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LIB

James Alexander Robb (Minister of Immigration and Colonization)

Liberal

Hon. J. A. ROBB (Acting Minister of Finance) :

Mr. Speaker, in presenting the annual financial statement to parliament, I cannot refrain from expressing what I know to be the unanimous feeling of this House, our profound regret that the Minister of Finance (Mr. Fielding) is unable to be present to-day to deliver it himself. Last year that right hon. gentleman delivered his seventeenth budget speech, a record, I believe, unequalled by any other Minister of Finance within the Empire. When, upon the assumption of office by the present administration, the right hon. gentleman returned to his former post as Minister of Finance, it was at a critical period in the history of Canada. I am sure that the House will agree with me when I say that since then the Right Hon. W. S. Fielding has discharged his important and onerous duties with that ability, integrity and courage always characteristic of him during his long and distinguished career. Hon. gentlemen of all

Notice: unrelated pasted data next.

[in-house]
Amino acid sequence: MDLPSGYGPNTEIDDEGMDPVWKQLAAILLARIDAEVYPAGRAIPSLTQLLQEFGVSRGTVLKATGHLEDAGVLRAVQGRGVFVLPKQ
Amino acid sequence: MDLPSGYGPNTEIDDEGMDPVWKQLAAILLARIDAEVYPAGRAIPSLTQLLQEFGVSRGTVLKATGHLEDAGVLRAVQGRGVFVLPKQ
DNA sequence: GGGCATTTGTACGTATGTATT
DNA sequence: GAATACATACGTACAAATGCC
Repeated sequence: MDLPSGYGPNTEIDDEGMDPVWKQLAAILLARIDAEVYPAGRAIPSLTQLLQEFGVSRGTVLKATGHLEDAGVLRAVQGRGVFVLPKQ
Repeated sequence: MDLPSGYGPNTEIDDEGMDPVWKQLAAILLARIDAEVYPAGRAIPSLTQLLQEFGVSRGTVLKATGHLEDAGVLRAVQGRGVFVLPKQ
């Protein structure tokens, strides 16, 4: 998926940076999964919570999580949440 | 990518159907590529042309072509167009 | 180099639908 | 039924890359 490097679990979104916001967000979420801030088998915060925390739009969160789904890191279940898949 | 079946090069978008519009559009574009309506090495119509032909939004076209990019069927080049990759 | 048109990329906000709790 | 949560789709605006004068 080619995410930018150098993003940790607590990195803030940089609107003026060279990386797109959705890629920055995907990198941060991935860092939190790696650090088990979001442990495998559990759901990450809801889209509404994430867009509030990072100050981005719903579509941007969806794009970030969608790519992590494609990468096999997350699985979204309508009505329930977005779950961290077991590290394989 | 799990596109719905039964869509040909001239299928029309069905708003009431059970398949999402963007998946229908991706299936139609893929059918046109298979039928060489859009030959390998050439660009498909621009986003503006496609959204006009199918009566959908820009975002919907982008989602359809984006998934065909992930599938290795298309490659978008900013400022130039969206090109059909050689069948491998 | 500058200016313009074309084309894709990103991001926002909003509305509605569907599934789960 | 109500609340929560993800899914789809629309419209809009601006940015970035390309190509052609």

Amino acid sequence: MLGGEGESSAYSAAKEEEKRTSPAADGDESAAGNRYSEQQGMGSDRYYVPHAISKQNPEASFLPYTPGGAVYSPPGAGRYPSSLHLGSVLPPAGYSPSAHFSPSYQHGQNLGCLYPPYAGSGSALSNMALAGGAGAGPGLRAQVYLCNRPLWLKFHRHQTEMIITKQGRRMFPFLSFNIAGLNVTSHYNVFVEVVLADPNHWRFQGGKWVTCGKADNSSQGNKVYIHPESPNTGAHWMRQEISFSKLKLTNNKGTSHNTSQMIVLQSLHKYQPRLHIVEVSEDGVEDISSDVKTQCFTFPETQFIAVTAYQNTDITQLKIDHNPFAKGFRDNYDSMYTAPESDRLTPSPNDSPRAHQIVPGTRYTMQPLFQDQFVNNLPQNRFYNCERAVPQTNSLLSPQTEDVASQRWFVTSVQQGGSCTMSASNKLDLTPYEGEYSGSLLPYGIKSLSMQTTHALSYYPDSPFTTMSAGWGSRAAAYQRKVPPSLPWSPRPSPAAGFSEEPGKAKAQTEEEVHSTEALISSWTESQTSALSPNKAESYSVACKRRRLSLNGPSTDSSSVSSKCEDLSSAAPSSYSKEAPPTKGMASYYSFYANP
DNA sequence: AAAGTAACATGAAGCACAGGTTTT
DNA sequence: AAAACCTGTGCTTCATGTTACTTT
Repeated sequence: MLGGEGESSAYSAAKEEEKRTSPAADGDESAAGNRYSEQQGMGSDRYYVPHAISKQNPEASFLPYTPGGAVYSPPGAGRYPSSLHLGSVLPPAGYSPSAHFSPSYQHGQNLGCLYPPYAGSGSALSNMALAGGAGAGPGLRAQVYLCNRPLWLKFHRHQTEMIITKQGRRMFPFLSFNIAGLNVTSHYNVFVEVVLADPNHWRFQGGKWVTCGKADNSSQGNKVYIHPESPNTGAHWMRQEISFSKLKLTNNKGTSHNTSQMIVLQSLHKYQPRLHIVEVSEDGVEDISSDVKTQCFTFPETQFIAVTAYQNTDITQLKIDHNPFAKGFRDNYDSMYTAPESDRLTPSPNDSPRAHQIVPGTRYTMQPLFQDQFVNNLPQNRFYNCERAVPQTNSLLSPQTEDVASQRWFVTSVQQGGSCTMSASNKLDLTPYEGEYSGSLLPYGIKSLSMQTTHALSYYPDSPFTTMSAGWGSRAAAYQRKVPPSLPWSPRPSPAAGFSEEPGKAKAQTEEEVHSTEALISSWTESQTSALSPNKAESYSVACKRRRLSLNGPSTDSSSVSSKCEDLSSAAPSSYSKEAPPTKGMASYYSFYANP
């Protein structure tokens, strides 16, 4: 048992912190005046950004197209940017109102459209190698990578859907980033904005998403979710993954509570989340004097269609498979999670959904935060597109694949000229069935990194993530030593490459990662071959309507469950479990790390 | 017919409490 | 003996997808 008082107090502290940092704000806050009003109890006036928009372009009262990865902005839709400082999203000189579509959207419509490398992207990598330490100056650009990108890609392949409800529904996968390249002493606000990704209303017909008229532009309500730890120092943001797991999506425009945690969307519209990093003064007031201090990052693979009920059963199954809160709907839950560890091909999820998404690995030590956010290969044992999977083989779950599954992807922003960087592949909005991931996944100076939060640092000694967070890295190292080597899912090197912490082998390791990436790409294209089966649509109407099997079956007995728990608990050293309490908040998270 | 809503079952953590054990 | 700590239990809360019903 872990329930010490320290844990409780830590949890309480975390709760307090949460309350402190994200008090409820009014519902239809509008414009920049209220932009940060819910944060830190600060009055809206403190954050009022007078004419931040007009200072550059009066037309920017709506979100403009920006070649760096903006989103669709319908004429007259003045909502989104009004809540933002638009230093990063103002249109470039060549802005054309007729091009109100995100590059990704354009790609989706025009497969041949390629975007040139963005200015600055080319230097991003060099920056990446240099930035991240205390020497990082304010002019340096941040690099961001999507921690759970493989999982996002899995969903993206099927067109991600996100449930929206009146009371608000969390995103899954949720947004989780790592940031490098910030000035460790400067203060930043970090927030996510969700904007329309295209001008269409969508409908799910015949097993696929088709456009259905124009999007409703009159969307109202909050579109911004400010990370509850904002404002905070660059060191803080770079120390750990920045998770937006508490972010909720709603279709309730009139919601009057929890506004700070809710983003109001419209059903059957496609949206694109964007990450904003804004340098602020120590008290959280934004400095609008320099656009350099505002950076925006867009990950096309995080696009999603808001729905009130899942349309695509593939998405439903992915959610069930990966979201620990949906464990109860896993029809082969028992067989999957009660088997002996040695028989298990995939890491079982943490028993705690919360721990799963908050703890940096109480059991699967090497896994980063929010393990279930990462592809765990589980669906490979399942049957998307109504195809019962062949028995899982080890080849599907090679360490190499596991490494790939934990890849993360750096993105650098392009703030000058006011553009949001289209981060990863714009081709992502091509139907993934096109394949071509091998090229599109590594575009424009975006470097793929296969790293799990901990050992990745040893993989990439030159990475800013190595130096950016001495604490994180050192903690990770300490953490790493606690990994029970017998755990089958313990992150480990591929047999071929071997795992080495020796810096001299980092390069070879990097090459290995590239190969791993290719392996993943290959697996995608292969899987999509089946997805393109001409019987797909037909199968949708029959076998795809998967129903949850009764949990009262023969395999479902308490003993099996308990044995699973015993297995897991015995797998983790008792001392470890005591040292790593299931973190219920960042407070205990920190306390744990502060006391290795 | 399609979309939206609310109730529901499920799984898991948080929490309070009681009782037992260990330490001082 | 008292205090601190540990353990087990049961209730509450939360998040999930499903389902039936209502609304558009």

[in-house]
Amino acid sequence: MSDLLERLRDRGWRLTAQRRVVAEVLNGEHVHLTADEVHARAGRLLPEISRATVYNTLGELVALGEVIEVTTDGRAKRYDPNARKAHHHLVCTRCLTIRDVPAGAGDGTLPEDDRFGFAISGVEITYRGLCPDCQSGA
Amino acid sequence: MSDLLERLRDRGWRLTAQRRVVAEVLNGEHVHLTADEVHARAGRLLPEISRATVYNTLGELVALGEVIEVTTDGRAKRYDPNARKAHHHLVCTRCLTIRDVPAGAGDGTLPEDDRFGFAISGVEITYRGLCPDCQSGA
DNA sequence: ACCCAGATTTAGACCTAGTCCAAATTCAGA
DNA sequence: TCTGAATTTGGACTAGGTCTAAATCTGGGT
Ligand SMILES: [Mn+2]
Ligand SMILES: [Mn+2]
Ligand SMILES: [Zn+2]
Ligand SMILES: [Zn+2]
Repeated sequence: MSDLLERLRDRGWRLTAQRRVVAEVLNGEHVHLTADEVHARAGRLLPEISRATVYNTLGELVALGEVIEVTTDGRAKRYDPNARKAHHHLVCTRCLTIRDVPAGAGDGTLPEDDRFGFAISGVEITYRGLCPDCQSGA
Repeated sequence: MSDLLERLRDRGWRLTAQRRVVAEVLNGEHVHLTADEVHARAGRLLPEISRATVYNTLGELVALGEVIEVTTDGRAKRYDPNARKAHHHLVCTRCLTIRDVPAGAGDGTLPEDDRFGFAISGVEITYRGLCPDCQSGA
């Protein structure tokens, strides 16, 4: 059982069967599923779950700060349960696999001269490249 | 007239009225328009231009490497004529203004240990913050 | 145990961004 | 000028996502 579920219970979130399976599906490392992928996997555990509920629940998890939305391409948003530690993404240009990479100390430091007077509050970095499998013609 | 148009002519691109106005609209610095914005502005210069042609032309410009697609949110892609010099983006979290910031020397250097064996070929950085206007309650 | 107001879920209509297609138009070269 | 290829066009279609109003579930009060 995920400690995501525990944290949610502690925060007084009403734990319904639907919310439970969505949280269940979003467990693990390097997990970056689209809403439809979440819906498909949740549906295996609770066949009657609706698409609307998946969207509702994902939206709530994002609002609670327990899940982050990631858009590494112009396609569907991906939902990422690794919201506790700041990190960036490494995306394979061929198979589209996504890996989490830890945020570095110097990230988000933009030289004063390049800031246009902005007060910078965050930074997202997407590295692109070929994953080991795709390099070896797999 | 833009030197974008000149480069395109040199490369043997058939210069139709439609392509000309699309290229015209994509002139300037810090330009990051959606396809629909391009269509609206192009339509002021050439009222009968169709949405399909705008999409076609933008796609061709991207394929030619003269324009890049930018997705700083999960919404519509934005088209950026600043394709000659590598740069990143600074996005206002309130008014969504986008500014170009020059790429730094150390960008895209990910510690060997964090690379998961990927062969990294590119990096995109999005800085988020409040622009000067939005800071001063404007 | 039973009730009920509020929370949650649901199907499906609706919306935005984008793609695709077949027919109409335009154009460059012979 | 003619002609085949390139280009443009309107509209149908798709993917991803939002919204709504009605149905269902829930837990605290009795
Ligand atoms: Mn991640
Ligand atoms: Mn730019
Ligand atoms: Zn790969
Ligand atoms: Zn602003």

The Budget-Mr. Robb

parties in this House will, I know, join with me in wishing him a speedy recovery from his present illness and an early return to his public duties.

Fiscal Year 1922-23-Revenue

The Public Accounts for 1922-23 were submitted to parliament during this present session. The consolidated revenues or ordinary receipts obtained during that year were $394,614,900, an increase of $12,662,513.01 over the previous year.

Other receipts, amounting to $8,479,310.30, which included $8,199,333.31 received from the Imperial government to cover exchange on repayments in London to the Dominion of Canada from July, 1920, to August 2, 1921, brought the gross revenue to $403,094,210.30.

Expenditure 1922-23

The expenditure side shows $332,293,732.09 for ordinary expenses. Capital, demobliza-tion and other charges amounted to $18,314,814.63, thus making the total disbursements for that year $350,608,546.72.

The surplus of revenue over total disbursements left $52,485,663.58 available for railways, Canadian Government Merchant Marine and other obligations amounting to $84,126,730.59. Of this amount $77,862,348.23 was required for railways and $5,979,856.08 for the Canadian Government Merchant Marine. The outcome of the year resulted in an increase of $31,641,067.01 to the public debt.

Fiscal Year 1923-24